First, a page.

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The Wooing Of Elfrida
by [?]

Of all the many fair maidens of the Saxon realm none bore such fame for beauty as the charming Elfrida, daughter of the earl of Devonshire, and the rose of southern England. She had been educated in the country and had never been seen in London, but the report of her charms of face and person spread so widely that all the land became filled with the tale.

It soon reached the court and came to the ears of Edgar, the king, a youthful monarch who had an open ear for all tales of maidenly beauty. He was yet but little more than a boy, was unmarried, and a born lover. The praises of this country charmer, therefore, stirred his susceptible heart. She was nobly born, the heiress to an earldom, the very rose of English maidens,–what better consort for the throne could be found? If report spoke true, this was the maiden he should choose for wife, this fairest flower of the Saxon realm. But rumor grows apace, and common report is not to be trusted. Edgar thought it the part of discretion to make sure of the beauty of the much-lauded Elfrida before making a formal demand for her hand in marriage.

Devonshire was far away, roads few and poor in Saxon England, travel slow and wearisome, and the king had no taste for the journey to the castle of Olgar of Devon. Nor did he deem it wise to declare his intention till he made sure that the maiden was to his liking. He, therefore, spoke of his purpose to Earl Athelwold, his favorite, whom he bade to pay a visit, on some pretence, to Earl Olgar of Devonshire, to see his renowned daughter, and to bring to the court a certain account concerning her beauty.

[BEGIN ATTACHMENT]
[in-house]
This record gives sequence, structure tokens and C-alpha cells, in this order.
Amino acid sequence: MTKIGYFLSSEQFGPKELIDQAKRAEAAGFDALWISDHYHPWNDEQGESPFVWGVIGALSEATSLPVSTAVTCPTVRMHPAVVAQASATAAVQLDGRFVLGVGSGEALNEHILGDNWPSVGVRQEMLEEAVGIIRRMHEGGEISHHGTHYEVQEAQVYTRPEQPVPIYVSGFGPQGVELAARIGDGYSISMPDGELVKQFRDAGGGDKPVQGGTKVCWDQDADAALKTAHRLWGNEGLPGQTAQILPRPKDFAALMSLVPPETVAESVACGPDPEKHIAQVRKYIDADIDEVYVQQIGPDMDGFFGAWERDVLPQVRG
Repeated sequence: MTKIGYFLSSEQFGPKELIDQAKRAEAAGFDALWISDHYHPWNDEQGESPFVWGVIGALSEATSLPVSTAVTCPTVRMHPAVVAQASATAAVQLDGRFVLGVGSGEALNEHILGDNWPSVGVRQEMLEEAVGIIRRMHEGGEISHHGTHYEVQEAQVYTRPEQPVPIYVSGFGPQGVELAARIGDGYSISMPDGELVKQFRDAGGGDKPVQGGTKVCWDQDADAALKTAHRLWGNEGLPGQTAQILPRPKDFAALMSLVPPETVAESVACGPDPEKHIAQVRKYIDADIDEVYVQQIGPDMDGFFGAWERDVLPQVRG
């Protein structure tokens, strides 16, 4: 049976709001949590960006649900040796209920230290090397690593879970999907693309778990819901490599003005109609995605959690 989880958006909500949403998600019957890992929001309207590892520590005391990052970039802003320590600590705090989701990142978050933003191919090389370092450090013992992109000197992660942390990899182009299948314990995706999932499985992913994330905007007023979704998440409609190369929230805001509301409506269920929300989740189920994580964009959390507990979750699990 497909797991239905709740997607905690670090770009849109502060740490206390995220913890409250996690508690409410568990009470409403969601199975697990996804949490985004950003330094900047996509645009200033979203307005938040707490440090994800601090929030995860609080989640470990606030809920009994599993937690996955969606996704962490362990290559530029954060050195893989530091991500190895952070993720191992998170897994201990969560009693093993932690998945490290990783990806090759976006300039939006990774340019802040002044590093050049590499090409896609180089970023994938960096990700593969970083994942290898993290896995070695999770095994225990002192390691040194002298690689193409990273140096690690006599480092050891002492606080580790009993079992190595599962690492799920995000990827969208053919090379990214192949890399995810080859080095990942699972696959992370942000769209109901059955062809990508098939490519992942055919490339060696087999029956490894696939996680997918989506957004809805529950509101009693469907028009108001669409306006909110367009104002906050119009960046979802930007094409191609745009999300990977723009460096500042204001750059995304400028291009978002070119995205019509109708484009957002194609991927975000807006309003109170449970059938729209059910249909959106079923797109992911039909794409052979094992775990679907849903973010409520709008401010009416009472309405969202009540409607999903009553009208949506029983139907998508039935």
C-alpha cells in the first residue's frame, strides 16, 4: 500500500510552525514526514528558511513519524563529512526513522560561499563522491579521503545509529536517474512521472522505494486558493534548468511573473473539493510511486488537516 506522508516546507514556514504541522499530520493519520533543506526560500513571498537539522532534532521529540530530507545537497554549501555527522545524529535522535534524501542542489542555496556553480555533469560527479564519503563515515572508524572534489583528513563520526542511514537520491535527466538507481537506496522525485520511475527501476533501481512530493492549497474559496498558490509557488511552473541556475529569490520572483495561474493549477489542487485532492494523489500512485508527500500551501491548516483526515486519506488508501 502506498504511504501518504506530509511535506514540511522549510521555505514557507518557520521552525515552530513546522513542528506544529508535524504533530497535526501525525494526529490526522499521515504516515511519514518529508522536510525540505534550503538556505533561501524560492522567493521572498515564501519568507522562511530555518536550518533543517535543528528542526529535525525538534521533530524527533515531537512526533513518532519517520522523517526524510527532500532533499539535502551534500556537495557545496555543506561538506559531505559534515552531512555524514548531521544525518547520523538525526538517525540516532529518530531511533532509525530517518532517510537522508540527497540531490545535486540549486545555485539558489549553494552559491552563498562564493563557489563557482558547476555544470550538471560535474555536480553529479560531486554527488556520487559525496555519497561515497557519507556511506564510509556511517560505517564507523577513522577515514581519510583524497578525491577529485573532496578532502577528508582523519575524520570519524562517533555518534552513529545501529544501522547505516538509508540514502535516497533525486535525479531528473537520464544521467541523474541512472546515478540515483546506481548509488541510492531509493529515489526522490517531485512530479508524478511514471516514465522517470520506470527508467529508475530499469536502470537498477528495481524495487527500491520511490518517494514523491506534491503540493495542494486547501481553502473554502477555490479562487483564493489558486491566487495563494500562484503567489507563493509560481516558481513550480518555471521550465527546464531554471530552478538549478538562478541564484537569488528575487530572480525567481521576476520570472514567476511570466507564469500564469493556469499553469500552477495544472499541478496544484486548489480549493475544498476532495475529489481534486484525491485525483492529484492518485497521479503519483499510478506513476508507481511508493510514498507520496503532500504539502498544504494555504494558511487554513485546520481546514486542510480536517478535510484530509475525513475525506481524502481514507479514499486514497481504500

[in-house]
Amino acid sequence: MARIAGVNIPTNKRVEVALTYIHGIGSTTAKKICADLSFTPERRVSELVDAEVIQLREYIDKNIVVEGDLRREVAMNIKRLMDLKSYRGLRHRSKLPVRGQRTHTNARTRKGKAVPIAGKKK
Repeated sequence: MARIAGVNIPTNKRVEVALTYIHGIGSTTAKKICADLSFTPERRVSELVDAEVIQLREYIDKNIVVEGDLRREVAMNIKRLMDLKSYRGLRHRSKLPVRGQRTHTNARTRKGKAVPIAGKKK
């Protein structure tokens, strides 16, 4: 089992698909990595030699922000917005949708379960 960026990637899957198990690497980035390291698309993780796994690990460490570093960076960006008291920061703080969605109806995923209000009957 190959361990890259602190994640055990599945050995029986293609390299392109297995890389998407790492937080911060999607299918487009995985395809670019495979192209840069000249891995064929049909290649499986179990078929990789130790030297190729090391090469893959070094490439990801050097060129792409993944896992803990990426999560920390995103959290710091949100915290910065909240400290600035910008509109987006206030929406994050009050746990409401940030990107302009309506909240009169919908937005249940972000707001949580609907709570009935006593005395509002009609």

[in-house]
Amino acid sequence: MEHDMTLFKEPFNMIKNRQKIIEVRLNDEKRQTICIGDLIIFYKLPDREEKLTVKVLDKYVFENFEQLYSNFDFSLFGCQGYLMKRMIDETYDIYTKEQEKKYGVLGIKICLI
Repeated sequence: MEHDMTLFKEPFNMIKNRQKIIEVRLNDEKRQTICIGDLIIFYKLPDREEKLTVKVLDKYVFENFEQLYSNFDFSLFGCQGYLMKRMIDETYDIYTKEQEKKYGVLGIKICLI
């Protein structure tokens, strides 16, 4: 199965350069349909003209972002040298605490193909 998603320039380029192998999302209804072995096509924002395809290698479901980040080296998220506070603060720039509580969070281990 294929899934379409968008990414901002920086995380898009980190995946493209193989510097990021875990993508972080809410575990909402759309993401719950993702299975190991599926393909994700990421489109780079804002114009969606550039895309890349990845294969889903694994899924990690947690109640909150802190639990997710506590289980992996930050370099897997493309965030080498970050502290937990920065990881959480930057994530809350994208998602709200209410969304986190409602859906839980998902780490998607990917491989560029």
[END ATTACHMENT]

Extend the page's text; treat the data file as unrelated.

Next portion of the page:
Athelwold went to Devonshire, saw the lady, and proved faithless to his trust. Love made him a traitor, as it has made many before and since his day. So marvellously beautiful he found Elfrida that his heart fell prisoner to the most vehement love, a passion so ardent that it drove all thoughts of honor and fidelity from his soul, and he determined to have this charming lass of Devonshire for his own, despite king or commons.

Athelwold’s high station had secured him a warm welcome from his brother earl. He acquitted himself of his pretended mission to Olgar, basked as long as prudence permitted in the sunlight of his lady’s eyes, and, almost despite himself, made manifest to Elfrida the sudden passion that had filled his soul. The maiden took it not amiss. Athelwold was young, handsome, rich, and high in station, Elfrida susceptible and ambitious, and he returned to London not without hope that he had favorably impressed the lady’s heart, and filled with the faithless purpose of deceiving the king.

“You have seen and noted her, Athelwold,” said Edgar, on giving him audience; “what have you to say? Has report spoken truly? Is she indeed the marvellous beauty that rumor tells, or has fame, the liar, played us one of his old tricks?”

“Not altogether; the woman is not bad-looking,” said Athelwold, with studied lack of enthusiasm; “but I fear that high station and a pretty face have combined to bewitch the people. Certainly, if she had been of low birth, her charms would never have been heard of outside her native village.”

“I’ faith, Athelwold, you are not warm in your praise of this queen of beauty,” said Edgar, with some disappointment. “Rumor, then, has lied, and she is but an every-day woman, after all?”

“Beauty has a double origin,” answered Athelwold; “it lies partly in the face seen, partly in the eyes seeing. Some might go mad over this Elfrida, but to my taste London affords fairer faces. I speak but for myself. Should you see her you might think differently.”

Athelwold had managed his story shrewdly; the king’s ardor grew cold.